Here we will find delicious cooking that has long since been forgotten. Convenience and fast food can not compare to the quality and flavor of Great Grandmothers meals.
From the book Home Makers’ Cooking School Cook Book by Jessie M. DeBoth, A.B.
Director of Home Makers School
of Chicago Illinois 1925
Southern Chicken Soup
1 3 lb. fowl 2 teaspoons salt
2 quarts cold water 1/8 tea. pepper
3 Tablespoons cooked rice 1 tea. minced parsley
Cut all the meat from the fowl, reserving the breast whole. Cut the rest into bits, break the bones, and put them with the meat and salt water into the kettle. Place the breast section on the top of the other meat. Cook for four hours. Remove the breast as soon as tender. Skim often at first, strain and add rice and breast cut and diced, also seasonings and parsley.
Caramelized Rice and Apple Pudding
1 cup sugar 1 cup rice
3 cups boiling water 5 cooking apples
Caramelize sugar in a saucepan. Add boiling water and simmer, stirring frequently until smooth; then add the washed rice. Boil for five minutes and turn into a pudding dish with the sliced, pared apples. Place in a hot oven and stir down frequently until rice is soft. Bake five minutes longer. Serve cold with cream.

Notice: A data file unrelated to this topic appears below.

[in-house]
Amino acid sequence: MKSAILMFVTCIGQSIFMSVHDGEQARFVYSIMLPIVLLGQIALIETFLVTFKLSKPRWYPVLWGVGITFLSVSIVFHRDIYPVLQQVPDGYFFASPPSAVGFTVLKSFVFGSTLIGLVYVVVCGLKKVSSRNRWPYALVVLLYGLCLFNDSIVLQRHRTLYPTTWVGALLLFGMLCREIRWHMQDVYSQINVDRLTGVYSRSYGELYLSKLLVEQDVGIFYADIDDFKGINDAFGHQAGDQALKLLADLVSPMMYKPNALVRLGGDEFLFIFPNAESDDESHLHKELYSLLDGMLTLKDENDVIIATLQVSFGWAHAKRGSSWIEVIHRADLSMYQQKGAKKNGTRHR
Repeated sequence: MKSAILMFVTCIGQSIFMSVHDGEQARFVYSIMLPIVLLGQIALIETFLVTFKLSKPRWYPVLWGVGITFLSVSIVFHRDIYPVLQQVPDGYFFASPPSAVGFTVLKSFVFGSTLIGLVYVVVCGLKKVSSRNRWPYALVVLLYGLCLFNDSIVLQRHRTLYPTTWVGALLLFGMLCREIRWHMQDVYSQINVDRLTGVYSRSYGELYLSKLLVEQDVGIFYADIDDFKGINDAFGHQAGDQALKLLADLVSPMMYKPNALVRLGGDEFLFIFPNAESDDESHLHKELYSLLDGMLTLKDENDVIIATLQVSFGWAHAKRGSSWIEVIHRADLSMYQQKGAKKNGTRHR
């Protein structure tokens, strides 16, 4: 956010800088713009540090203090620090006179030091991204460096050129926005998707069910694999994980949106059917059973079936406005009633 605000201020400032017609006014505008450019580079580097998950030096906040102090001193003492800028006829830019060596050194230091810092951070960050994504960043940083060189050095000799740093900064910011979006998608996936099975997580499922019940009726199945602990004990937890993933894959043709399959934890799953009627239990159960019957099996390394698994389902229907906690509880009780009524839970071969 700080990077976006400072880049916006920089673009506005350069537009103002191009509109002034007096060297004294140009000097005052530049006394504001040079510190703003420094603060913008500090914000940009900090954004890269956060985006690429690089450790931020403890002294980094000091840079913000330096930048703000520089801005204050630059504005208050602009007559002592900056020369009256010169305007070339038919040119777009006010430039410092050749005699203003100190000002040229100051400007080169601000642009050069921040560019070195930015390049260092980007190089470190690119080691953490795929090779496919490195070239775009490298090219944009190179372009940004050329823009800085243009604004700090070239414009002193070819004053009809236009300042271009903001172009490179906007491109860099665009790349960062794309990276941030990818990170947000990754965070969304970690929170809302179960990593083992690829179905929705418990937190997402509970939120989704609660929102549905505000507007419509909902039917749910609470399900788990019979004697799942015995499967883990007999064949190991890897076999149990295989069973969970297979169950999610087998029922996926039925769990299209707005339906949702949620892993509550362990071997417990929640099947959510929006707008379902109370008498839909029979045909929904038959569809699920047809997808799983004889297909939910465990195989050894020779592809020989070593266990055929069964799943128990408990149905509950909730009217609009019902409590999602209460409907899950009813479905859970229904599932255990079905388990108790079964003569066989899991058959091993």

Original Irish Stew, Circa 1862 /civil War Era
Cut 6 thick chops from the loin of the pig. Lay them in an iron pot. Clean and slice four pounds of potatoes. Layer the chops with the potatoes, and half dozen sliced onions. Add about a quart of water to the pot. Cover the pot with a tight fitting lid and place over medium heat for two hours or until potatoes have become soft and mushy. The chops will be very tender and the potatoes rich with fat. Serve hot.
Civil War Era Potato Chips
Wash and peel potatoes. Slice in ribbon thin slices. Put into cold water to remove the starch and strong potato flavor. Drain and put into a fry pan with a little butter and fry until light brown and crisp. Take out of the pan and place near the fire on a sheet of clan writing paper to dry. Sprinkle with a little salt.